Optical quality of the domestic cat’s eye

Cat eyes
Cat eyes. Photo in public domain.
Until September 7th I will give 10 cents to an animal charity for every comment. It is a way to help animal welfare without much effort at no cost. Comments help this website too, which is about animal welfare.

It may interest cat owners that the optical quality i.e. the ability of the cat’s eye to resolve detail, is poorer than that of the human eye as per one study cited below and according to a second study the optical resolution of the cat’s eye is “some 3-5 times worse than that of the human”. The reason would seem to be the quality of the lens but this is not stated in the summary.

  1. Optical quality of the cat eye – link;
  2. Optical quality of the living cat eye – link;

This surprised me. Counteracting that poor resolution (on the basis that the study results are accurate) is the fact that cats can see in a wider range of light conditions including notably under very dark conditions which is a well-known fact among many cat caregivers nowadays.

The reason as you well know is that there is a reflective layer (tapetum lucidum) behind the retina which bounces back light that has passed through the retina and which magnifies amount of light that impinges upon the retina thereby making it more sensitive. This allows cats to see in relative darkness. Also, the iris can open wider and contract to a smaller overall area than that of a human iris – i.e. a wider range of brightness levels.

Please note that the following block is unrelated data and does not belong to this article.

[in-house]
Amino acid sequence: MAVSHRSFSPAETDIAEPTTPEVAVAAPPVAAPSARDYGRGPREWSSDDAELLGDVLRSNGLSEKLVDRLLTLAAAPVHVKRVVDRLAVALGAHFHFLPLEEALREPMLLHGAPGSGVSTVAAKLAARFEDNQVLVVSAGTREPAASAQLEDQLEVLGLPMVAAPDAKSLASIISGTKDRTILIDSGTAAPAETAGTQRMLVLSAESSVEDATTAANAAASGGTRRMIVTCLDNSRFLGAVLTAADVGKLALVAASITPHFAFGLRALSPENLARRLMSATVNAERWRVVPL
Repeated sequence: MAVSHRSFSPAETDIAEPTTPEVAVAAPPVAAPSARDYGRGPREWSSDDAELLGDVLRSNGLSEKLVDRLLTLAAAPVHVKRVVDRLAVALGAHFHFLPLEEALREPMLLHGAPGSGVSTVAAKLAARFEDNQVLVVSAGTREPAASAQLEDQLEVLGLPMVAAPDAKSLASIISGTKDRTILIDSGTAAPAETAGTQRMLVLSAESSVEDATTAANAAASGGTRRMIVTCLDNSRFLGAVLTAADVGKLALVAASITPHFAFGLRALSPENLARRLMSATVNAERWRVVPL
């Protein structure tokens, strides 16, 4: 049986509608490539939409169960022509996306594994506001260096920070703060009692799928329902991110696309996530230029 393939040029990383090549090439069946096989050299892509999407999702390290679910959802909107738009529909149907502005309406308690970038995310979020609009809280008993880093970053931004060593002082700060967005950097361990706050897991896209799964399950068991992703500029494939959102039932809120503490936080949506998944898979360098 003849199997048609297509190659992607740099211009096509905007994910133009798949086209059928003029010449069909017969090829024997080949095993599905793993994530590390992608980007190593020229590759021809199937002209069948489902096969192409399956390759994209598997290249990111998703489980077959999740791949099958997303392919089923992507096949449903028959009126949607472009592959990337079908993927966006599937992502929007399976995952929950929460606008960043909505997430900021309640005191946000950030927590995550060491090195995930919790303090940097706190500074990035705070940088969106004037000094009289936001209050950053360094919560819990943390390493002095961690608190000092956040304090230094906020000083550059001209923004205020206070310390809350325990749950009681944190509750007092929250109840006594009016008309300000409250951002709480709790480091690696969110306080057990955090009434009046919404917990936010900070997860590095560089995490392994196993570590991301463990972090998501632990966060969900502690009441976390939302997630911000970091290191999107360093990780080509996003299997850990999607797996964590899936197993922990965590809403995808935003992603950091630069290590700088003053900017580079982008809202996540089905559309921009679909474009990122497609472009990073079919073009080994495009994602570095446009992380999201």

Domestic cats are, to the best of my knowledge, poor at resolving detail of objects that are very near to them. That is, domestic cats are long-sighted. They are able to ‘see’ objects very close to them through their other senses such as the sense of smell and using their whiskers which is using their sense of touch.

It is useful, however, to recognise the fact that domestic cats have poor eyesight in terms of resolution of detail because it may help us to understand how they see the world. Notwithstanding this, cats can recognise people at a distance. My cat can certainly recognise me at 50 paces which I would argue might call into question the findings of the studies.

How did they conduct these studies? I think that is a valid question and it might well have meant the euthanasia of the cats involved. If that’s true I find it objectionable.

Blue Cat Eyes
Why kitten eyes are blue. Image: PoC based on a photo in the public domain.

RELATED: Why are kittens’ eyes blue?

A further point to note is that “the eyes of young kittens exhibit very poor optical quality which improves markedly as the animals mature”. Therefore, the optical quality of kittens is even poorer than that of adults which is poorer than that of humans. The study which provides this information is: Development of optical quality in the kitten eye – link.

Below are some more pages on cat eyesight.

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